In order to allow for the continued protection of health for minor species, the U.S. Food & Drug Administration has released a revised Compliance Policy Guide (CPG) about the extra-label use of new animal drugs approved for use in or on animal feed (medicated feeds) for these animals.
FDA originally published CPG 615.115 in 2001 to provide guidance to FDA field staff concerning the agency’s use of enforcement discretion for the extra-label use of medicated feeds in minor species. Minor species are defined as animals other than cattle, horses, swine, chickens, turkeys, dogs and cats.
Extra-label use means actual use or intended use of a drug in an animal in a manner that is not in accordance with the approved labeling, FDA said, explaining that this includes, but is not limited to, use in species not listed in the labeling, use for indications (disease or other conditions) not listed in the labeling, use at frequencies or routes of administration other than those stated in the labeling and deviation from the labeled withdrawal time based on these different uses.
Extra-label use of medicated feed is not legally permitted and can result in FDA taking enforcement action against the parties involved. However, there are some minor species that cannot practically be medicated in any way other than by using medicated feed, the agency said.
Because of the need to have therapeutic options available for treatment of minor species and to help ensure animal safety and human food safety, FDA issued the new CPG to provide guidance to FDA staff about factors to consider when determining whether to take enforcement action against a veterinarian, animal producer, feed manufacturer and/or feed distributor for the extra-label use of medicated feeds in minor species.
Under the CPG, when there are no approved treatment options available, the health of animals is threatened and failure to treat affected animals would result in suffering or death, the extra-label use of medicated feeds may be considered for treatment of minor species as long as the conditions and procedures described in the CPG are followed.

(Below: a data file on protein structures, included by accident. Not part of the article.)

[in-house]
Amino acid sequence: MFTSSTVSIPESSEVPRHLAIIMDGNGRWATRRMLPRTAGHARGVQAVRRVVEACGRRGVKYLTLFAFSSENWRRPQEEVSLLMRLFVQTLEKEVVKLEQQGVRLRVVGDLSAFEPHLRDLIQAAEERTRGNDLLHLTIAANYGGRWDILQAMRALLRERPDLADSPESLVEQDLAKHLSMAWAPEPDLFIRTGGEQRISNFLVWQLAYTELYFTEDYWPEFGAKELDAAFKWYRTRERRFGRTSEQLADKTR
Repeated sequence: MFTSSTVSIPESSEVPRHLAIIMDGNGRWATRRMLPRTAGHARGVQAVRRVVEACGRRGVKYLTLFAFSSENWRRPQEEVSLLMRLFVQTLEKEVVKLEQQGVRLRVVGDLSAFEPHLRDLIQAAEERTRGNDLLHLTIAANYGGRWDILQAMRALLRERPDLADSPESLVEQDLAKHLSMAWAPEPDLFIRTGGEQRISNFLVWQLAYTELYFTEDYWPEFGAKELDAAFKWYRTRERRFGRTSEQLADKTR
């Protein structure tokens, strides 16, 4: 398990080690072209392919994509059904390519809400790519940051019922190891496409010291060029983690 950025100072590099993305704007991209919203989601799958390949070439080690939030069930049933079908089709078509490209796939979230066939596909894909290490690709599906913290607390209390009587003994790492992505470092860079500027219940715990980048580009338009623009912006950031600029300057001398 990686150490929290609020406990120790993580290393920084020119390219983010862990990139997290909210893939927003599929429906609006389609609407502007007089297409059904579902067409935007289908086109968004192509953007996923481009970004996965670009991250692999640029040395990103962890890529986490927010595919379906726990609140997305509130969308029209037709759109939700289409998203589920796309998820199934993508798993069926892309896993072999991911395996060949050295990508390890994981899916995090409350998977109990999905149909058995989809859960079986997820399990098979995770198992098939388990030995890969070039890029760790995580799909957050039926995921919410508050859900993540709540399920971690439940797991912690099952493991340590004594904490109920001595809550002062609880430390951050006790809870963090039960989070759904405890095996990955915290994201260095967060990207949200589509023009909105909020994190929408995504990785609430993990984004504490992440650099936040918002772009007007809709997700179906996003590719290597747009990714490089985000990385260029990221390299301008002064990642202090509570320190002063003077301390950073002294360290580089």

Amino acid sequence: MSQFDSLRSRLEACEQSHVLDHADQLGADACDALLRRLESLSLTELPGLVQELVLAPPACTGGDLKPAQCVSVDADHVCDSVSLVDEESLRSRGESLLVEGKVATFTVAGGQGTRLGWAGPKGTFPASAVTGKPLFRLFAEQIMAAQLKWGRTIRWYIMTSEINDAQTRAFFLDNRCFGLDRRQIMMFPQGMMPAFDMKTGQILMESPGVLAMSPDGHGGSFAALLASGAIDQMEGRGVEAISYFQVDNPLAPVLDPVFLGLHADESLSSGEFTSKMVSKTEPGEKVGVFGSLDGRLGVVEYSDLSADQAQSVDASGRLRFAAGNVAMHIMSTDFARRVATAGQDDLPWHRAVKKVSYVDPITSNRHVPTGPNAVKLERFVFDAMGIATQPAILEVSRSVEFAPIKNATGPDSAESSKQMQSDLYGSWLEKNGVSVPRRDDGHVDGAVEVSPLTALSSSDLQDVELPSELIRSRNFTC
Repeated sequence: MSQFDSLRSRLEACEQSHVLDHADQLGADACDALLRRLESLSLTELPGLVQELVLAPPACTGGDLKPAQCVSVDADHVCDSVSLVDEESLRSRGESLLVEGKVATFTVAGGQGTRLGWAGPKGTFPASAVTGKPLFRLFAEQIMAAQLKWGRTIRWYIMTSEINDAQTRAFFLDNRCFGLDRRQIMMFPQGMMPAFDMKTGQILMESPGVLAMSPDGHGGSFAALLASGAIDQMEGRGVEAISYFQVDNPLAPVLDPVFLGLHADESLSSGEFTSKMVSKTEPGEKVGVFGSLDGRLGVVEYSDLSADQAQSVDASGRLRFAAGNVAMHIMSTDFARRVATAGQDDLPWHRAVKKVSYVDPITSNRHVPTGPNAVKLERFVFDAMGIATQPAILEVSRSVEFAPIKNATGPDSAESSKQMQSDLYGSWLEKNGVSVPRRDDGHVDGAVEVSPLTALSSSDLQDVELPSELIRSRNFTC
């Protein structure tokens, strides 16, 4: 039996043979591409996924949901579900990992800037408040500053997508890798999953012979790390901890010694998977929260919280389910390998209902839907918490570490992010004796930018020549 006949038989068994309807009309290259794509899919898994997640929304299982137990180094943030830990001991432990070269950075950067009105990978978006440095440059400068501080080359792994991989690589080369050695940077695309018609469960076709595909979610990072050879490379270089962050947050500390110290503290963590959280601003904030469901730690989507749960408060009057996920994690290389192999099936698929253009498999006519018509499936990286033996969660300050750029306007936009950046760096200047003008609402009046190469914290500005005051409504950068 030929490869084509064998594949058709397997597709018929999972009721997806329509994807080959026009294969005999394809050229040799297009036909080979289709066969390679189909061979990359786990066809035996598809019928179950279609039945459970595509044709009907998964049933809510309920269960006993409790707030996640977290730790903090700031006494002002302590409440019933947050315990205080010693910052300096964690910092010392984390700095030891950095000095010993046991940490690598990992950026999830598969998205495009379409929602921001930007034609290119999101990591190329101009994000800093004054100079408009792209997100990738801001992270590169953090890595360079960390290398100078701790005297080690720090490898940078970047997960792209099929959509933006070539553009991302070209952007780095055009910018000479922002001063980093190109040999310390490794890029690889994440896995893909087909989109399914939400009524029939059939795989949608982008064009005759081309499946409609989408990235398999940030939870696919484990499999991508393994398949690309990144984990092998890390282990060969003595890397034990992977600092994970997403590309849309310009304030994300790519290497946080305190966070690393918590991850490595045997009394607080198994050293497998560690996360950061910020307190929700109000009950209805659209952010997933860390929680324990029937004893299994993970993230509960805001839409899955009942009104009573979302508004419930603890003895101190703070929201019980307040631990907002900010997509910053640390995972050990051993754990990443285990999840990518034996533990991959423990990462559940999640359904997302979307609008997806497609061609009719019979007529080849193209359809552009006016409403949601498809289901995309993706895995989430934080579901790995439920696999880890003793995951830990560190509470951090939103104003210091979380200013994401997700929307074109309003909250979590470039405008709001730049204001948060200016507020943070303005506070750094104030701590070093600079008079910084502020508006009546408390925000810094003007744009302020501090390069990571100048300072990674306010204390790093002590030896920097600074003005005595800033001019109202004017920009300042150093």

FDA revised this CPG to provide additional guidance to FDA field personnel on how to address the extra-label use of both over-the-counter (OTC) and Veterinary Feed Directive (VFD) drugs in medicated feed for minor species and to avoid potential confusion and harm to minor species requiring treatment with certain antimicrobial new animal drug products converting from OTC to VFD marketing status as a result of recommendations included in FDA’s Guidance for Industry #213 to promote the judicious use of antimicrobials.
FDA is implementing this revised CPG immediately to ensure that FDA field staff and other parties affected by the CPG will be made aware of the agency’s enforcement policy regarding the extra-label use of VFD feeds in minor species before Jan. 1, 2017, which is the target date for the changes recommended in guidance #213 to be fully implemented.
The agency will still solicit public comment on the CPG, but immediate implementation provides stakeholders with the opportunity to operate under the provisions of the revised CPG before they submit comments.